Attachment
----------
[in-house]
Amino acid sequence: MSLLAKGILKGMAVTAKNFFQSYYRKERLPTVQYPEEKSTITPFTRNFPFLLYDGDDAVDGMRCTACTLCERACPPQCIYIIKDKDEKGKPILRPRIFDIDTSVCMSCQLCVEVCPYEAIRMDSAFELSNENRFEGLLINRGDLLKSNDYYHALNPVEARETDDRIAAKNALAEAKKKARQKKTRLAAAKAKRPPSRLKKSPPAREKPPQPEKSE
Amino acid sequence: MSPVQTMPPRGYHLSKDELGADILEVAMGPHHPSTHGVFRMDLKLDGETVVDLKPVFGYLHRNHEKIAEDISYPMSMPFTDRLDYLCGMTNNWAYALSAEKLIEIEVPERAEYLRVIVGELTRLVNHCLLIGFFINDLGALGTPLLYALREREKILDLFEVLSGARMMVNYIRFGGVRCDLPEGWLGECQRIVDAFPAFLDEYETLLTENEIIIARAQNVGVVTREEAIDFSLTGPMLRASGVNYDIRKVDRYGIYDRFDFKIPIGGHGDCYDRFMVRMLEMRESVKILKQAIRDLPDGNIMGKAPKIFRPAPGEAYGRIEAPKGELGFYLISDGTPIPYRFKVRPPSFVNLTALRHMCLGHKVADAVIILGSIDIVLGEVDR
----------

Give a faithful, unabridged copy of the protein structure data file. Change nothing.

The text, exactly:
[in-house]
Amino acid sequence: MSLLAKGILKGMAVTAKNFFQSYYRKERLPTVQYPEEKSTITPFTRNFPFLLYDGDDAVDGMRCTACTLCERACPPQCIYIIKDKDEKGKPILRPRIFDIDTSVCMSCQLCVEVCPYEAIRMDSAFELSNENRFEGLLINRGDLLKSNDYYHALNPVEARETDDRIAAKNALAEAKKKARQKKTRLAAAKAKRPPSRLKKSPPAREKPPQPEKSE
Amino acid sequence: MSPVQTMPPRGYHLSKDELGADILEVAMGPHHPSTHGVFRMDLKLDGETVVDLKPVFGYLHRNHEKIAEDISYPMSMPFTDRLDYLCGMTNNWAYALSAEKLIEIEVPERAEYLRVIVGELTRLVNHCLLIGFFINDLGALGTPLLYALREREKILDLFEVLSGARMMVNYIRFGGVRCDLPEGWLGECQRIVDAFPAFLDEYETLLTENEIIIARAQNVGVVTREEAIDFSLTGPMLRASGVNYDIRKVDRYGIYDRFDFKIPIGGHGDCYDRFMVRMLEMRESVKILKQAIRDLPDGNIMGKAPKIFRPAPGEAYGRIEAPKGELGFYLISDGTPIPYRFKVRPPSFVNLTALRHMCLGHKVADAVIILGSIDIVLGEVDR